Etymology
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greenback (n.)
"U.S. dollar bill," 1862, so called from the time of their introduction, from green (adj.) + back (n.); bank paper money printed in green ink had been called this since 1778 (as opposed to redbacks, etc.).
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feedback (n.)
1920, in the electronics sense, "the return of a fraction of an output signal to the input of an earlier stage," from verbal phrase, from feed (v.) + back (adv.). Transferred use, "information about the results of a process" is attested by 1955.
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backlog (n.)
also back-log, 1680s, "large log placed at the back of a fire" to keep the blaze going and concentrate the heat; see back (adj.) + log (n.1). Figurative sense of "something stored up for later use" is first attested 1883, but this and the meaning "arrears of unfulfilled orders" (1932) might be from, or suggested by, log (n.2).
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flashback (n.)
also flash-back, 1903 in reference to fires in engines or furnaces, from verbal phrase (1902), from flash (v.) + back (adv.). Movie plot device sense is from 1916. The hallucinogenic drug sense is attested in psychological literature from 1970, which means probably hippies were using it a few years before.
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backhand (adj.)
1690s, "having the hand turned backward;" see back (adv.) + hand (n.). By 1894 in reference to handwriting that flows at a back-slant. As a verb, by 1857. As a noun, in reference to tennis, 1890, short for backhand stroke or volley. The figurative adjectival sense of "indirect" is from c. 1800. Related: Backhanded; backhanding.
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backbiting (n.)
c. 1200, bacbitunge, "the sin of secretly attacking one's character or reputation through envy," from back (adj. or n.) + biting. Related: back-bite (v.) early 14c.; back-biter (c. 1200). The notion is of injury in a manner comparable to biting from behind. As an adjective Old English had bæcslitol; another old word for it was back-wounding (c. 1600).
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backfire (n.)
1832, American English, originally "a fire deliberately lit ahead of an advancing wildfire to deprive it of fuel," from back (adj.) + fire (n.). As a verb in this sense, recorded from 1886. The noun meaning "premature ignition in an internal-combustion engine" is first recorded 1897. AS a verb, of schemes, plans, etc., "to affect the initiator rather than the intended object" it is attested from 1912, a figurative use from the accidental back-firing of firearms.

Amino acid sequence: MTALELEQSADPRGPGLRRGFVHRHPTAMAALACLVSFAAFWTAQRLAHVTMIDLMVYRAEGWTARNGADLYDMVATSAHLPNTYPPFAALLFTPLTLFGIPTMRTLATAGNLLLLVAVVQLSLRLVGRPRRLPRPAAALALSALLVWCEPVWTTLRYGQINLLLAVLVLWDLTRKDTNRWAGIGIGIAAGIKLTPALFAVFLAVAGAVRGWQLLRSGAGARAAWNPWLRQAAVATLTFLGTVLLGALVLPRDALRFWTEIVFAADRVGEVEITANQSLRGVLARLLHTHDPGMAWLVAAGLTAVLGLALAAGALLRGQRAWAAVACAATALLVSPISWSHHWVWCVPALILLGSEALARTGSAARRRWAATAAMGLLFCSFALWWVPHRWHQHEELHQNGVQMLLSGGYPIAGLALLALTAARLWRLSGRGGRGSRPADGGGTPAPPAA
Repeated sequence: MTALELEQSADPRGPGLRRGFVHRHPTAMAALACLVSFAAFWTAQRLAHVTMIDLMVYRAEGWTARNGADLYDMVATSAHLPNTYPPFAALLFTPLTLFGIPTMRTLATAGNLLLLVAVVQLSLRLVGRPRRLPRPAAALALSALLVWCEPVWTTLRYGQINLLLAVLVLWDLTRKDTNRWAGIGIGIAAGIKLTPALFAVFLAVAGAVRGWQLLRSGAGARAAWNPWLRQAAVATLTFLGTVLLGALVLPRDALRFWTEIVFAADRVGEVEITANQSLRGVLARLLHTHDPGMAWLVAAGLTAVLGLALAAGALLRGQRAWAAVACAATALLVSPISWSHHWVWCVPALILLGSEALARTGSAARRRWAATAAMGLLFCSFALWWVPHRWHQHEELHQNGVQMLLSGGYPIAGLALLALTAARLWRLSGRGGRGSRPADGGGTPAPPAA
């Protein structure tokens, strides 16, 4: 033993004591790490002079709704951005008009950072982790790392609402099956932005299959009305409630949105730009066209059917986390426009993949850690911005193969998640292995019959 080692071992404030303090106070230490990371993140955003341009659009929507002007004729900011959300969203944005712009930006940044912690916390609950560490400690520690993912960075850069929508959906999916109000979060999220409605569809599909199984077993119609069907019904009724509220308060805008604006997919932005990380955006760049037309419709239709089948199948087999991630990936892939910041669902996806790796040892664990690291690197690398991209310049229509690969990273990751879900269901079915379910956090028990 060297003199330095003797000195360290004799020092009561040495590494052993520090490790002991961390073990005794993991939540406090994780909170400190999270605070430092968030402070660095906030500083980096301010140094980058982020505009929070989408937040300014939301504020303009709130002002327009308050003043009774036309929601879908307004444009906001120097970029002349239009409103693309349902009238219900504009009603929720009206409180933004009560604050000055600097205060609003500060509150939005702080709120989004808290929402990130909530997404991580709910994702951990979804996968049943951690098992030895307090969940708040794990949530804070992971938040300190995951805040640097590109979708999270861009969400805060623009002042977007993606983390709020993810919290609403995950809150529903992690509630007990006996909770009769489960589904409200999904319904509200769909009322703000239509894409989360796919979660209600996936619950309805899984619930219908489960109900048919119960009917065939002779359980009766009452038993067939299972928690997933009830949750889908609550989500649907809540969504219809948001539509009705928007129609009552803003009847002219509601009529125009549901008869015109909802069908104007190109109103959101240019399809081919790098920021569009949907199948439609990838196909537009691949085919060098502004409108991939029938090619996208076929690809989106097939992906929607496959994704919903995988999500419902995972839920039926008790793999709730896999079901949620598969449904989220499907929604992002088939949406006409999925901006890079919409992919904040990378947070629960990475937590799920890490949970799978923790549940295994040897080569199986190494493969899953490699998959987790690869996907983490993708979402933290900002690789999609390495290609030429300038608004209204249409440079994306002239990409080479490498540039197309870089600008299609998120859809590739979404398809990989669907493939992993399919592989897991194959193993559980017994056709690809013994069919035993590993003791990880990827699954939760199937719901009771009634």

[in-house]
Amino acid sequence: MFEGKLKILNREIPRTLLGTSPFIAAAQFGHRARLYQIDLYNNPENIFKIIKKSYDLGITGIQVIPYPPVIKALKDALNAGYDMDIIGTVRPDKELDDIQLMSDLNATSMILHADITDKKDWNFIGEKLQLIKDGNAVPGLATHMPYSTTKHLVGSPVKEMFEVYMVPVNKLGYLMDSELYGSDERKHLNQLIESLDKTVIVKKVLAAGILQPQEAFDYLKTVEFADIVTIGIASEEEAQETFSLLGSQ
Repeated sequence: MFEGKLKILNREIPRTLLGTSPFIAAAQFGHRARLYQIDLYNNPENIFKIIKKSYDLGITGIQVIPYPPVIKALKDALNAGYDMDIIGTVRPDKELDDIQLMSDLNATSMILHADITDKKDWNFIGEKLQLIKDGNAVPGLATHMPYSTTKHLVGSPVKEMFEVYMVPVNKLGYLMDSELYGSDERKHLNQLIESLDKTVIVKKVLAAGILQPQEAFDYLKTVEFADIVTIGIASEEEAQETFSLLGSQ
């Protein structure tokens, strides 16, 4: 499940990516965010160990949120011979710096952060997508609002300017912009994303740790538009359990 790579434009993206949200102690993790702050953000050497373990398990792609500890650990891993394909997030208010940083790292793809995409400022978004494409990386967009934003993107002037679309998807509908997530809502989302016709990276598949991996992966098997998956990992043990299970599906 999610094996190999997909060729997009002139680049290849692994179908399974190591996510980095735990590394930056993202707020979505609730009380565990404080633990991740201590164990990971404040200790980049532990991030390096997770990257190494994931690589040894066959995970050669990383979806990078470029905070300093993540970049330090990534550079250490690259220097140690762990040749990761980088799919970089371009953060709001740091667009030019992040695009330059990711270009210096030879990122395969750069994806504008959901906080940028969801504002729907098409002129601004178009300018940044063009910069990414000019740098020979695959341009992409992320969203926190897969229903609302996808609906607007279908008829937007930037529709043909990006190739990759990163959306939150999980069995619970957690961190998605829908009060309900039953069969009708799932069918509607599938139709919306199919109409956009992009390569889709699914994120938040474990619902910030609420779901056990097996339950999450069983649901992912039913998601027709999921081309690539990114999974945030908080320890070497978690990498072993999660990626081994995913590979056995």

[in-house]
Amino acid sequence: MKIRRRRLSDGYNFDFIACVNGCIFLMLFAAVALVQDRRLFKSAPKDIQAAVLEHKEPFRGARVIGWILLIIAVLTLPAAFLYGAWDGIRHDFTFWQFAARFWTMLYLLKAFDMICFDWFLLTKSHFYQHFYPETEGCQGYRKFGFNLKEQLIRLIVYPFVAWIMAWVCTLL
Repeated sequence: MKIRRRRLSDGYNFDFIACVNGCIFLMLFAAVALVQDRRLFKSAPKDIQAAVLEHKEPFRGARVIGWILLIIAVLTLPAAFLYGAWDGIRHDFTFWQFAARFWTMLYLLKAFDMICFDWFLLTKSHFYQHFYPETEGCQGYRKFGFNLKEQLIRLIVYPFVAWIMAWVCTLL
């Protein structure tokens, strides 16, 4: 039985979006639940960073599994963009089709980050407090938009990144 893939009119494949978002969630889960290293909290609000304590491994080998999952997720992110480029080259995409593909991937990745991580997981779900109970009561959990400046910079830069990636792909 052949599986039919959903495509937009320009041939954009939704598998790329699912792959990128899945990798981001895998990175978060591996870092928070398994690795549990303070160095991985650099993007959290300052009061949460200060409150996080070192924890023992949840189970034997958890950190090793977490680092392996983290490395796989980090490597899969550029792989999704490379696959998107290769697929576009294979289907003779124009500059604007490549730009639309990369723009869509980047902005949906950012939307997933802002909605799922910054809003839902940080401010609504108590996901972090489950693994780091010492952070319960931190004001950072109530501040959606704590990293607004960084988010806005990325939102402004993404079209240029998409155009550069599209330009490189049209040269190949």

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setback (n.)

also set-back, 1670s, "reversal, check to progress," from the verbal phrase, attested mid-15c. as "withhold;" see set (v.) + back (adv.). Backset (1721) is used in the same sense. The meaning "space between a building and a property line or roadway" is from 1916. To set (someone) back "cost" (a certain sum of money) is from 1900.

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backwoods (n.)

"wooded or partially uncleared and unsettled districts in remote regions," 1709, North American English; see back (adj.) + wood (n.) in the sense "forested tract." As an adjective, from 1784.

BACKWOODSMEN. ... This word is commonly used as a term of reproach (and that, only in a familiar style,) to designate those people, who, being at a distance from the sea and entirely agricultural, are considered as either hostile or indifferent to the interests of the commercial states. [John Pickering, "A Vocabulary, or Collection of Words and Phrases Which Have Been Supposed to be Peculiar to the United States of America," Boston, 1816]
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aback (adv.)

c. 1200, "toward the rear," a contraction of Old English on bæc "backward, behind, at or on the back;" see see a- (1) + back (n.). Now surviving mainly in taken aback, which originally was a nautical expression in reference to a vessel's square sails when a sudden change of wind flattens them back against the masts and stops the forward motion (1754). The figurative sense from this, "suddenly or unexpectedly checked or disappointed," is by 1792.

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